BR Rookie Diary: Winston Venable

Winston Venable propelled himself onto the Chicago Bears' 53-man roster with a strong showing in the team's preseason finale. Bear Report talked with him about his journey to the NFL.

As an undrafted free agent this year, Winston Venable's best hope was to stick with the Chicago Bears long enough during training camp to be noticed by coaches. He accomplished that mission with a strong showing in the team's preseason finale. Yet has he had time to relax and enjoy life in the NFL? Venable tells Bear Report about his experiences so far as a professional athlete:

"Looking back, I'm not sure which was worse, waiting in vain to be picked during draft weekend, or spending the long days leading up to final cuts wondering if I'd be one of the last players to leave the Bears. I guess draft weekend was worse because that didn't turn out the way I'd hoped it would at all.

"I started playing football in eighth grade. That's how long I have hoped to make it to this level. When I first started in the game, I lined up at quarterback. That was in junior high. In high school I switched all around the field. I was a receiver, a safety, you name the position, I've probably played it at one time or another.

"I was fortunate enough to go to Boise State where they have a top-level football program. I learned so much there, but most of all I learned that I would not give up until I had achieved my dream of playing in the NFL. If it had taken me many years to get to this level, I'd probably still be out there trying.


S Winston Venable
Jonathan Daniel/Getty

"Professional sports sort of runs in our family. My dad was a baseball player and my brother is with the [San Diego] Padres now as an outfielder. I understood growing up the kind of dedication and drive it takes to make it to this level. I was willing to make the necessary sacrifices and put in the time to get here.

"I attended Glendale Community College then I transferred after two years to Boise State. I think that being in a community college first grounded me, then as I went on to Boise State, it expanded my horizons.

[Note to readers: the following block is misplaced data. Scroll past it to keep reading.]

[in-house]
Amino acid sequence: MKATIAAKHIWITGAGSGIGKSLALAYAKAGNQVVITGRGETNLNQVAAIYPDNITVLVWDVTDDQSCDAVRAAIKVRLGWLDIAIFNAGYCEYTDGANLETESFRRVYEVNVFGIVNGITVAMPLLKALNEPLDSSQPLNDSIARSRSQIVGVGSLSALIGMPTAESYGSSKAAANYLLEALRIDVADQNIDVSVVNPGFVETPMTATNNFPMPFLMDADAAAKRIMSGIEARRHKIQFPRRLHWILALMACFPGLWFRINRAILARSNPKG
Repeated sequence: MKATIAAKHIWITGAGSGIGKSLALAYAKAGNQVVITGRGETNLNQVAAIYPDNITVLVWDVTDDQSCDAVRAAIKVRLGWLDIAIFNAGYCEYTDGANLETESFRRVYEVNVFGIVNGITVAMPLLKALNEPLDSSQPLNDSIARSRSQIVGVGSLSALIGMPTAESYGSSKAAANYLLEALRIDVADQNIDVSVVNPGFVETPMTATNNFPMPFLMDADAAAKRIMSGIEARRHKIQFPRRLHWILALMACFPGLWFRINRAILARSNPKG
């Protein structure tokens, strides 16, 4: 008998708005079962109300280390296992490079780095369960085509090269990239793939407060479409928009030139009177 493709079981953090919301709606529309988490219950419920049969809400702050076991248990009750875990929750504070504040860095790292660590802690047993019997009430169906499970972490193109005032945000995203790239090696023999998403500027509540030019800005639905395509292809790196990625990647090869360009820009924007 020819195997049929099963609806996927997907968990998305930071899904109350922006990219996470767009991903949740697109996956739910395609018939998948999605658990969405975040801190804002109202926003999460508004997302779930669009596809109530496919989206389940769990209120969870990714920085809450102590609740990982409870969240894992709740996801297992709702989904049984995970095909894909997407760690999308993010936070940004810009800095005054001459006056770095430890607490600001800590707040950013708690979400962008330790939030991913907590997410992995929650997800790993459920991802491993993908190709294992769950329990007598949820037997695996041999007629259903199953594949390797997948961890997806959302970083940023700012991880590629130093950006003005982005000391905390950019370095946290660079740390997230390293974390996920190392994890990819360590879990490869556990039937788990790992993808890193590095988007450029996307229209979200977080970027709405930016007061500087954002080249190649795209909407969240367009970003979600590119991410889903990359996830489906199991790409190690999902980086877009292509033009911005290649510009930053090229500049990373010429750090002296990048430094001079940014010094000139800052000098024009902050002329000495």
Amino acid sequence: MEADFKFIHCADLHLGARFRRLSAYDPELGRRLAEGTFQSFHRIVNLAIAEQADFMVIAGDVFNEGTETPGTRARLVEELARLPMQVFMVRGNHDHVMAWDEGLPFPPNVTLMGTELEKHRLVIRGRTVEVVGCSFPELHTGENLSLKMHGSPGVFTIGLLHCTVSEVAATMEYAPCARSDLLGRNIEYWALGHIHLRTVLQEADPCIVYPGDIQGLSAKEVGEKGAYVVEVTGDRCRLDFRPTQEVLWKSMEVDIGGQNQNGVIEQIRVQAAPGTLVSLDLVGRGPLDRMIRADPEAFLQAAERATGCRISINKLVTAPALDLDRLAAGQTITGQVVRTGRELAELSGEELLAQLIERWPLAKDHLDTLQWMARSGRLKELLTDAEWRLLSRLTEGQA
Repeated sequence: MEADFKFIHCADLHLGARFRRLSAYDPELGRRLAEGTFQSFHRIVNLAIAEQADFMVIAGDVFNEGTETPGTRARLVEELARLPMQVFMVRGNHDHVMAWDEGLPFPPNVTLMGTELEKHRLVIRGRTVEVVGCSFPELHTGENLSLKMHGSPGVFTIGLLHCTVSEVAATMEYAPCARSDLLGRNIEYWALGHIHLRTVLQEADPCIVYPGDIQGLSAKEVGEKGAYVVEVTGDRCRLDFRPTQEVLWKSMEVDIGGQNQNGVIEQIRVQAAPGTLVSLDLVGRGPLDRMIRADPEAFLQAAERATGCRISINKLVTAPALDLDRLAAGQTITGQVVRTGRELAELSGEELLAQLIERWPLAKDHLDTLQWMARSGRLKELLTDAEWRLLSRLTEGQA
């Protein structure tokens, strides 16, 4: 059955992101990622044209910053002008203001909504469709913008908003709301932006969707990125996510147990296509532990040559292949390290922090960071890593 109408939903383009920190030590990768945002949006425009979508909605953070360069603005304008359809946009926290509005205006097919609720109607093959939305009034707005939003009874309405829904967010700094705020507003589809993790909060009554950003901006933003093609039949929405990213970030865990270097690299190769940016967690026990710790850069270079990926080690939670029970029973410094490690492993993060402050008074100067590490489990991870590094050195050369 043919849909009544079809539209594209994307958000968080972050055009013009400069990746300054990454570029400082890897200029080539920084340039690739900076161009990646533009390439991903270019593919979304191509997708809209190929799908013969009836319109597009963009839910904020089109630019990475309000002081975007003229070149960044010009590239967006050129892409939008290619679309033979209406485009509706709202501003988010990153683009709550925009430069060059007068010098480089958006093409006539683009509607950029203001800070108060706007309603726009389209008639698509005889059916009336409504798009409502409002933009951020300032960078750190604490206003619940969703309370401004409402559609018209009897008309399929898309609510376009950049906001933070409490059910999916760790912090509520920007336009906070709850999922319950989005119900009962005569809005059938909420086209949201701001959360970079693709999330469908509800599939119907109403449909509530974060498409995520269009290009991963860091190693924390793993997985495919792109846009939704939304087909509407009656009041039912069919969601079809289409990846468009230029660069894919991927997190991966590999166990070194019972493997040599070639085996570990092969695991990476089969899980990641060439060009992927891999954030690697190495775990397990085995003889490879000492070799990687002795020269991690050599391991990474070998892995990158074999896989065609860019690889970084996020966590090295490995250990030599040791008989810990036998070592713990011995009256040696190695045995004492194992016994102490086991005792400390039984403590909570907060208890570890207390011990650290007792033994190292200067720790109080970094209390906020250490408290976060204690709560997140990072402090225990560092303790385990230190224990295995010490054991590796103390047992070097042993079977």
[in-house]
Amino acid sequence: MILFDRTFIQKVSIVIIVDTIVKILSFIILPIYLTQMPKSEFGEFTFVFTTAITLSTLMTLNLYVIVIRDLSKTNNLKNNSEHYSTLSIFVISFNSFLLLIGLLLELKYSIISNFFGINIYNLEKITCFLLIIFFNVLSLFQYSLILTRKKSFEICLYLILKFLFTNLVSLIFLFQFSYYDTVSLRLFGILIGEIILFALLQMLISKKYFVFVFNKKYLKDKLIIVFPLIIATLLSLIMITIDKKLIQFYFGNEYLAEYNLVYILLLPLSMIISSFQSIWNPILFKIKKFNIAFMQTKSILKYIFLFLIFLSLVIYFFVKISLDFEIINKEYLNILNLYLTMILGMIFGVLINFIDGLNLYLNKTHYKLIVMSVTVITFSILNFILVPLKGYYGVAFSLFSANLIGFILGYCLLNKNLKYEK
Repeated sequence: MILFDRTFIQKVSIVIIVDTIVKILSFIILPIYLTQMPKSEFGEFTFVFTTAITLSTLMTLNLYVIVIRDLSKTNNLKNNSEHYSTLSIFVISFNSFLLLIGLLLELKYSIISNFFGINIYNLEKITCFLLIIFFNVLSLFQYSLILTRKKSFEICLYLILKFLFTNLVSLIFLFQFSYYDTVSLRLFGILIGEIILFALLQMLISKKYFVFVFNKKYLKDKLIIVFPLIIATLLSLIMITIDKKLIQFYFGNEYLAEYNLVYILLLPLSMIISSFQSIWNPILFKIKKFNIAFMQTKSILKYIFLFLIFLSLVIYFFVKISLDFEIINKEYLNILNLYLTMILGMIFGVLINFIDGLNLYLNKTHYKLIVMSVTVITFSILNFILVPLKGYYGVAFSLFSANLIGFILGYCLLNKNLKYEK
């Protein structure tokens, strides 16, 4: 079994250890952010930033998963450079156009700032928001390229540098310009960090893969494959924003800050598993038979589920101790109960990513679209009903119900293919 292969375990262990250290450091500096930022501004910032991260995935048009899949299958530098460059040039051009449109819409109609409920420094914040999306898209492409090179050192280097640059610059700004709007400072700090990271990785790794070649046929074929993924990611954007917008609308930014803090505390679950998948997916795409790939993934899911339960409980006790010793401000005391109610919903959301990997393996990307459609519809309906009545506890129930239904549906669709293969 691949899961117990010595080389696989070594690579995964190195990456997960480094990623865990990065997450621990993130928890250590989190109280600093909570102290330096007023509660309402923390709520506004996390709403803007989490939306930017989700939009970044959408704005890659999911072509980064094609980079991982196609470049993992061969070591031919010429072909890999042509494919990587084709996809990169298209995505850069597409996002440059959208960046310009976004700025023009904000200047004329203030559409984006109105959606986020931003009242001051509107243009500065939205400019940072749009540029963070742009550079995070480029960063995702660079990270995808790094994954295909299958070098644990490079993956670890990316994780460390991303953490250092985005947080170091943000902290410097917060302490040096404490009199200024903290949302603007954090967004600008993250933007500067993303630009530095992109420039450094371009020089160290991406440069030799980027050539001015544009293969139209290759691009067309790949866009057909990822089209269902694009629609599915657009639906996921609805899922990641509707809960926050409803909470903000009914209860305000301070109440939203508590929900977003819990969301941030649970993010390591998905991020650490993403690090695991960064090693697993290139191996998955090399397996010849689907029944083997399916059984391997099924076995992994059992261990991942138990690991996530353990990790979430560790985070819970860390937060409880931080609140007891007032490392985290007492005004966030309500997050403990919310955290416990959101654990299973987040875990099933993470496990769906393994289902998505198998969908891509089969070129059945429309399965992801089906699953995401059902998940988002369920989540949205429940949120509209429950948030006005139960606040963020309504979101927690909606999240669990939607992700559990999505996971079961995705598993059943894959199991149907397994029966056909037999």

"I'm a self-motivated person. Maybe some would say I'm overly motivated. The lock out period was difficult for everyone but I think it hit free agents particularly hard. I made a point mentally of never giving up. I worked hard to stay in condition and when the chance came to go to Chicago, I jumped at it.

"I understood that the odds against me were long. In its history, I don't think the Bears have ever taken on as many free agents as they did this year. Why would this year be any different? But it was. A lot of us made it to the final 53. I'm proud to say that I'm one of them who is still here.

"At 5-11, I'm not a huge guy but I am very competitive. I think my biggest asset is my overall speed. I think I am also able to follow the progression of the play well. I can anticipate where the ball will be going, which is important at this safety position.

"The biggest learning curve for me was the playbook. It's huge and filled with so many details. Because I did come in undrafted, I felt tremendous pressure to produce good things immediately. The only way you're going to be able to do that is to understand everything as quickly as possible. I studied so hard. In fact, I'm still studying. You don't want to go out there and look like a fool.

"The other factor I noticed after joining the team was the physical toll. The schedule we keep can be a killer, particularly in camp. If you don't pace yourself, you're toast.

"I think the mental aspect of the game is equally important to the physical aspect. If you don't feel comfortable and understand what's going on, your speed and skills will suffer. The speed, to me at least, is equivalent to what I experienced in the college game. The players are a little larger here and of course they are extremely skilled, but I have no problems keeping up with the pace of the game. I haven't been nervous at all. In fact, I could hardly wait for the regular season to begin. The bigger the challenge the better.

"I'm aggressive. I like to make the big hits and get the plays. My contribution [this year] will be on special teams. It's great to be out there, running down the field. The fans yell, your adrenaline gets pumped up.

"I've never heard anything like Soldier Field's crowds. Even the difference between the noise level at preseason versus regular season was amazing. You can hardly hear yourself think, but that's a good thing because the fans are behind us all the way. That won't be the case when we're playing New Orleans at the Superdome this weekend.

"Am I relaxing now that I've made the team? No way! If anything the pressure is even greater now. You do your job and you'll be around for another day. You don't do your job and you could be out tomorrow. That would drive some people crazy but I thrive on it. I'm exactly where I had hoped to be and I'm loving every minute."


Beth Gorr has been covering the Bears for the last 12 years and is the author of Bear Memories: The Chicago-Green Bay Rivalry. She is currently working on a second book about early Bears history.


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